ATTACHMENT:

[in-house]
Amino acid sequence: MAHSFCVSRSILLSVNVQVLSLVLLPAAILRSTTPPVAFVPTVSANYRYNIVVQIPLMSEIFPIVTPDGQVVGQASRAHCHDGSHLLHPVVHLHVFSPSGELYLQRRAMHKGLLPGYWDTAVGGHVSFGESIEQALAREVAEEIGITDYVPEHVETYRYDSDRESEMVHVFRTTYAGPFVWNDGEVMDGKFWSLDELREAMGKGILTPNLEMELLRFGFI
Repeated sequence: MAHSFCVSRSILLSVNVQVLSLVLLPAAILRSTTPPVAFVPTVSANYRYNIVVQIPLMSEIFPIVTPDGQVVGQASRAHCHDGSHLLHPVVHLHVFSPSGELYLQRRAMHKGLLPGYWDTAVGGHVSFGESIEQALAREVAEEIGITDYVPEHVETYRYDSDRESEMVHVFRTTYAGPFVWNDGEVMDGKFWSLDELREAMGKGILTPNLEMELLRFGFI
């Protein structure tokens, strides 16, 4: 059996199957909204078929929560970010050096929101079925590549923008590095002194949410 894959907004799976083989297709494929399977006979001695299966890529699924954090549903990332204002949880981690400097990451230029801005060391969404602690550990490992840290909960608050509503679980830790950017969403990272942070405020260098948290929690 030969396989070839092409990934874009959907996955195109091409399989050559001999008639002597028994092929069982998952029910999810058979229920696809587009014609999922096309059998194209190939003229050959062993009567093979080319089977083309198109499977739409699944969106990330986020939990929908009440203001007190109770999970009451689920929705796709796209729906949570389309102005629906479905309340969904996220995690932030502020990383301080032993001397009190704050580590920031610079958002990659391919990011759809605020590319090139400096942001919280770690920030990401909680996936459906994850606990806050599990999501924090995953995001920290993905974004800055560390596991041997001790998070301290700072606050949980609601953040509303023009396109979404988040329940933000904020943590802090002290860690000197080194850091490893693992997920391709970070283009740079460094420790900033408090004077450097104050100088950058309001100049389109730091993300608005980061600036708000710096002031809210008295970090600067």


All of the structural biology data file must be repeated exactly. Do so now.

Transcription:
[in-house]
Amino acid sequence: MAHSFCVSRSILLSVNVQVLSLVLLPAAILRSTTPPVAFVPTVSANYRYNIVVQIPLMSEIFPIVTPDGQVVGQASRAHCHDGSHLLHPVVHLHVFSPSGELYLQRRAMHKGLLPGYWDTAVGGHVSFGESIEQALAREVAEEIGITDYVPEHVETYRYDSDRESEMVHVFRTTYAGPFVWNDGEVMDGKFWSLDELREAMGKGILTPNLEMELLRFGFI
Repeated sequence: MAHSFCVSRSILLSVNVQVLSLVLLPAAILRSTTPPVAFVPTVSANYRYNIVVQIPLMSEIFPIVTPDGQVVGQASRAHCHDGSHLLHPVVHLHVFSPSGELYLQRRAMHKGLLPGYWDTAVGGHVSFGESIEQALAREVAEEIGITDYVPEHVETYRYDSDRESEMVHVFRTTYAGPFVWNDGEVMDGKFWSLDELREAMGKGILTPNLEMELLRFGFI
């Protein structure tokens, strides 16, 4: 059996199957909204078929929560970010050096929101079925590549923008590095002194949410 894959907004799976083989297709494929399977006979001695299966890529699924954090549903990332204002949880981690400097990451230029801005060391969404602690550990490992840290909960608050509503679980830790950017969403990272942070405020260098948290929690 030969396989070839092409990934874009959907996955195109091409399989050559001999008639002597028994092929069982998952029910999810058979229920696809587009014609999922096309059998194209190939003229050959062993009567093979080319089977083309198109499977739409699944969106990330986020939990929908009440203001007190109770999970009451689920929705796709796209729906949570389309102005629906479905309340969904996220995690932030502020990383301080032993001397009190704050580590920031610079958002990659391919990011759809605020590319090139400096942001919280770690920030990401909680996936459906994850606990806050599990999501924090995953995001920290993905974004800055560390596991041997001790998070301290700072606050949980609601953040509303023009396109979404988040329940933000904020943590802090002290860690000197080194850091490893693992997920391709970070283009740079460094420790900033408090004077450097104050100088950058309001100049389109730091993300608005980061600036708000710096002031809210008295970090600067």